The Garden Guy: Pecans Legendary in the South

By Norman Winter

California has its almonds and Florida its citrus, but from Thanksgiving through Christmas the pecan, the legendary horticultural crop of the South, is king. Indeed, it is legendary. As facts show, it was a crop eaten by Native American Indians long before explorers or settlers arrived.
Oddly, 1541 became a banner year in the history of the pecan thanks to men who took the time to write about their journeys. The first credit might best be given to Cabeza de Vaca because his exploration began earlier in 1529.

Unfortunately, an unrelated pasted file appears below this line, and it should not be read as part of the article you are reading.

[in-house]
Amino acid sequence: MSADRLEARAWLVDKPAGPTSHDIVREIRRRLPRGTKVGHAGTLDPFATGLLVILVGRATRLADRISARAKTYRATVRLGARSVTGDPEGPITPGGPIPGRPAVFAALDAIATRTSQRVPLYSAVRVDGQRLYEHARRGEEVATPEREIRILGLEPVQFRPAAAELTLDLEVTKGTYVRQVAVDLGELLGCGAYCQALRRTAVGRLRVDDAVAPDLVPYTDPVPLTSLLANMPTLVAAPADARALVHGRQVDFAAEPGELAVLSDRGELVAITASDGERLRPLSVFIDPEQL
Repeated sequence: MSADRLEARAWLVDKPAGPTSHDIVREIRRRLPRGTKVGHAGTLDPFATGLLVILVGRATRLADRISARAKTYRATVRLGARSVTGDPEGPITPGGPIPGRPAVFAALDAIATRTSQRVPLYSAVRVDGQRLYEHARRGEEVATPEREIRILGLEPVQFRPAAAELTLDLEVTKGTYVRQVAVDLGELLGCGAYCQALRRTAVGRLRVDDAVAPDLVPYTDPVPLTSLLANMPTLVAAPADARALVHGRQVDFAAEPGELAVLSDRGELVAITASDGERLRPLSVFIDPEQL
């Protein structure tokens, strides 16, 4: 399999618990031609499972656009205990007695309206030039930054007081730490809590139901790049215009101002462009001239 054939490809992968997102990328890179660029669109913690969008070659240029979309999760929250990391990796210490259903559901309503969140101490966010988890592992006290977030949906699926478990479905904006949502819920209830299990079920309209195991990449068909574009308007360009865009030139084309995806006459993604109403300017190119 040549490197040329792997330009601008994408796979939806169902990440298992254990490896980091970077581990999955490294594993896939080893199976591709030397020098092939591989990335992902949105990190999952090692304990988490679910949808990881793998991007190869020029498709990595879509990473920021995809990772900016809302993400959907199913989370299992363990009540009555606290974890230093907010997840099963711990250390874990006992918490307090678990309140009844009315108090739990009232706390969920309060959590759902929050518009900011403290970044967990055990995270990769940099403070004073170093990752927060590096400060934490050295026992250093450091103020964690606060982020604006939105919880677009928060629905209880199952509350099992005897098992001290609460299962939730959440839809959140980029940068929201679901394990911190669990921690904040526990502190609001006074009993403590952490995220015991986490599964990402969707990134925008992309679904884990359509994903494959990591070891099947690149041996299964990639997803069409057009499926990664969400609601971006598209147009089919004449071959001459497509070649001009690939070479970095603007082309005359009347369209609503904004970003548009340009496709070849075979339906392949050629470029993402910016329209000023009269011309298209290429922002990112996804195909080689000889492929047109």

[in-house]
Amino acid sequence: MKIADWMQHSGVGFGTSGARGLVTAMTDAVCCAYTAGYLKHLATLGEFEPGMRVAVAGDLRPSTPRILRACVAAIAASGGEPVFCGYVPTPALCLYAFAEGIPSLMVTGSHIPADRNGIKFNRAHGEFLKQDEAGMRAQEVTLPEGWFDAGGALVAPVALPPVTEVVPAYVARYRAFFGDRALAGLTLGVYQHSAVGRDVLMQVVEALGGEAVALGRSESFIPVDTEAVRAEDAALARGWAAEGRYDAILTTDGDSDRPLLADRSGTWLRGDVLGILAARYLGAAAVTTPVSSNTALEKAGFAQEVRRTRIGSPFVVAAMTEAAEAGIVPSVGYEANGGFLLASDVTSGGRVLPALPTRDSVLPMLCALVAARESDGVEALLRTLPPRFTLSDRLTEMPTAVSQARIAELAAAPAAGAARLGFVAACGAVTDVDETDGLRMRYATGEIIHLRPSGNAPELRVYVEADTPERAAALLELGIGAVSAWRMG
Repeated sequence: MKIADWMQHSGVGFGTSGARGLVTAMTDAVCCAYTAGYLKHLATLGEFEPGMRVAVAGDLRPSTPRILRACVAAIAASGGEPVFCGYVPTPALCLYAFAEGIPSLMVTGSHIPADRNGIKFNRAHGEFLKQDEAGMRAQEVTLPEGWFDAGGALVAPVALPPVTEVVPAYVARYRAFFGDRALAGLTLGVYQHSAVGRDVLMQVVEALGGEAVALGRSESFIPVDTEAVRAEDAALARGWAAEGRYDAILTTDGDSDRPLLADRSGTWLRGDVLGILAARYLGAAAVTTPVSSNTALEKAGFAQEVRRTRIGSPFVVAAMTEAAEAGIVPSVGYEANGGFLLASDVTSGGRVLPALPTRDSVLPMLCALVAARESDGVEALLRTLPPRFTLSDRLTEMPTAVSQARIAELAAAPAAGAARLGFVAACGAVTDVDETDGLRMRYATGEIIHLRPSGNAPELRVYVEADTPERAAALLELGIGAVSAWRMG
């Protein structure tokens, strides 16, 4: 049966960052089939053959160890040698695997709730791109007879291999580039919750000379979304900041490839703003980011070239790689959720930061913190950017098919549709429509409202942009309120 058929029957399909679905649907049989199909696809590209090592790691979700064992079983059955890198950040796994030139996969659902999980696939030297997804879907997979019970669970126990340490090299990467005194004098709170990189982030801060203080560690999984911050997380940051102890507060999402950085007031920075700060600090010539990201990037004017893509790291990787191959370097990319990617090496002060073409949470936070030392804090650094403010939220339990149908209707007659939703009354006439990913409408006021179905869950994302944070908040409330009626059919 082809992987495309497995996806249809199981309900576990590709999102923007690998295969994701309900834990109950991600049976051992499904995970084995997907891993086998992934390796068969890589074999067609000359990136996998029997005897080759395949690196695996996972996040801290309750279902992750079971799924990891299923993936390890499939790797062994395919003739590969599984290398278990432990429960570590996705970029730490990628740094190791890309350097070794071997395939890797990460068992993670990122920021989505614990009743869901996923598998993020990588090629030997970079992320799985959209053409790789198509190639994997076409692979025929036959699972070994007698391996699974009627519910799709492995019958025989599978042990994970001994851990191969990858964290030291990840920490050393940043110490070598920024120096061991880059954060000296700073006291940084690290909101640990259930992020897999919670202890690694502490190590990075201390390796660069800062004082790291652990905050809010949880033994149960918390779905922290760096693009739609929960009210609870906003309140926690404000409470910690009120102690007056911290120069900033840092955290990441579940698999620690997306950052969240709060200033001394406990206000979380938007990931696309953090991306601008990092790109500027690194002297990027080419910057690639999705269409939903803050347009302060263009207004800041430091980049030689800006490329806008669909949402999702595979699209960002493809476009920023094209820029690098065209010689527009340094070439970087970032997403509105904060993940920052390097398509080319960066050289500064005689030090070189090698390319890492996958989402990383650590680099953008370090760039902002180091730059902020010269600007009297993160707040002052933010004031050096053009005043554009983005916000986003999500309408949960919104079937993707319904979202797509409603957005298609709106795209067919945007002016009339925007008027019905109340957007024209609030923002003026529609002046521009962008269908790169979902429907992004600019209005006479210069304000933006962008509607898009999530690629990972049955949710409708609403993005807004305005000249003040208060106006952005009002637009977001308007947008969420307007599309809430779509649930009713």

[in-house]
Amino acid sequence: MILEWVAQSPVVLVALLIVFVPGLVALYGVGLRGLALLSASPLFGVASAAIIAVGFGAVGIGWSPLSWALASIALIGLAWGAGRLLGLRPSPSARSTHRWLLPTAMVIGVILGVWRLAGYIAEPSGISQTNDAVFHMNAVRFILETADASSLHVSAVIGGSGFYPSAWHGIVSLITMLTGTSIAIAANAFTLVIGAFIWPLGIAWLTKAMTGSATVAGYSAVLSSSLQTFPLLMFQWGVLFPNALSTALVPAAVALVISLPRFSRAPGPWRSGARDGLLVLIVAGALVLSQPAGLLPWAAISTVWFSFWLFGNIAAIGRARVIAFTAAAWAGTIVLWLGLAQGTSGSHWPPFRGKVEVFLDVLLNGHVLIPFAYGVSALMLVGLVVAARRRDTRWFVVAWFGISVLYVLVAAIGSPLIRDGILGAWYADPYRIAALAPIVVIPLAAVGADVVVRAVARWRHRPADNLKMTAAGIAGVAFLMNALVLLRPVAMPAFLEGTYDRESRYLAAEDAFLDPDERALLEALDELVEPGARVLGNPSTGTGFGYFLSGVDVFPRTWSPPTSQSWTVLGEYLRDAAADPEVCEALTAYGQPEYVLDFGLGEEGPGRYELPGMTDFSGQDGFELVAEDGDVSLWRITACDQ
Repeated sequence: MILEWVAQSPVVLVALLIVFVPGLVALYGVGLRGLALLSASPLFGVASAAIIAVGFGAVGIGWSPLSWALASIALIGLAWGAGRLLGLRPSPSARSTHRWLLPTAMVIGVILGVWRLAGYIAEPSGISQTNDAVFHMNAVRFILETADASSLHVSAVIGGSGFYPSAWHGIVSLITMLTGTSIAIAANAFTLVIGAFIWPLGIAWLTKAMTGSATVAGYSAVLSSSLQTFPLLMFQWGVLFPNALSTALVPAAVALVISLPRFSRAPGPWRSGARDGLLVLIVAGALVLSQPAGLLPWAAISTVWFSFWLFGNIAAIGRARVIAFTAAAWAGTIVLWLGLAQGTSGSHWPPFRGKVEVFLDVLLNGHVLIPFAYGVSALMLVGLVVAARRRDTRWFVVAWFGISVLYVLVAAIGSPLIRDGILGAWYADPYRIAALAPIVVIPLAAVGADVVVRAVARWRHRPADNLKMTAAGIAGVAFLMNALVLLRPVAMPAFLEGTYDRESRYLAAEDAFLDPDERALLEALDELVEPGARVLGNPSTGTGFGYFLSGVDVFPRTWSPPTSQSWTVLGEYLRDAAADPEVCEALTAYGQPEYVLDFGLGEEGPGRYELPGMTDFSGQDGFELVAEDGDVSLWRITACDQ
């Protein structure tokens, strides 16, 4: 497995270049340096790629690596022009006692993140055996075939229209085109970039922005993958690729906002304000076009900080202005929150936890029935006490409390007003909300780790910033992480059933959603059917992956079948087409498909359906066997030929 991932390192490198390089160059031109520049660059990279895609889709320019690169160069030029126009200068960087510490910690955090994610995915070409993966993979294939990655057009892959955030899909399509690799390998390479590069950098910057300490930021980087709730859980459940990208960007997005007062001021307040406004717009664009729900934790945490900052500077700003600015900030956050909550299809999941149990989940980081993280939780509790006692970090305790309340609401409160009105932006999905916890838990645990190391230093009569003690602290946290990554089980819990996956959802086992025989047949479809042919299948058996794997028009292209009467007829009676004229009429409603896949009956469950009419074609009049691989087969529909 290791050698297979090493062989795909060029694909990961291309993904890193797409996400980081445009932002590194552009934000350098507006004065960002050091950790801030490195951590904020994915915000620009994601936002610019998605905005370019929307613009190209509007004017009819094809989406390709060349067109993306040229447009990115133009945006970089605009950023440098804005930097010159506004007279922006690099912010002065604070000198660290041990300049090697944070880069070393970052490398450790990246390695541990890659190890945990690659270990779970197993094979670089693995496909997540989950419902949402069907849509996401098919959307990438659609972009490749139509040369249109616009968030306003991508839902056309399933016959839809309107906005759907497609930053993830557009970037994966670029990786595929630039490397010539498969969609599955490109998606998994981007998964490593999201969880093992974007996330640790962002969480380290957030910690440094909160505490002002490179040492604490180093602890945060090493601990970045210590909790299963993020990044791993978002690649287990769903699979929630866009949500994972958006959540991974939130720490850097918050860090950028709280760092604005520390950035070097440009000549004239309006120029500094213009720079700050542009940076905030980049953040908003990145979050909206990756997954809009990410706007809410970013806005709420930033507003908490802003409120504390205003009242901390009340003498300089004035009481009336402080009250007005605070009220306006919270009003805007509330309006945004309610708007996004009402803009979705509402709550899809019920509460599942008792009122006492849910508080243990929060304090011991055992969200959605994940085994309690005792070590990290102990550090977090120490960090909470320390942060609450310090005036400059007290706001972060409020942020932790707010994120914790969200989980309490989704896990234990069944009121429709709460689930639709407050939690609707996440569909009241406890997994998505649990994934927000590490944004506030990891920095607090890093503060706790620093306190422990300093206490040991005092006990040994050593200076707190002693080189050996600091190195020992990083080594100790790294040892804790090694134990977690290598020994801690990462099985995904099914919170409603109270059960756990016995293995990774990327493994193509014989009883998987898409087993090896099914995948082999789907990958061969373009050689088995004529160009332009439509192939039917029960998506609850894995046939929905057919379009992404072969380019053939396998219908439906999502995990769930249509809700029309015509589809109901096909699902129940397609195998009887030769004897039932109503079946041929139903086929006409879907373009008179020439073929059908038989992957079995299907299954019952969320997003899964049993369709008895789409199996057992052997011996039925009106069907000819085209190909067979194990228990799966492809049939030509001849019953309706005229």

Unfortunately for him but great for pecan-lore is the fact Indians captured him on the coast of Texas. He, along with three others, survived the ordeal and was held captive until 1535. In his memoirs titled Relaciones, he reported the Native American Indians took him to a place called the ‘river of nuts’ that is now known as the Guadalupe River. Here he said the Indians survived on the nuts for two months with little else to eat.

To read more pick up a copy of the December 2019 NTFR issue. To subscribe call 940-872-5922.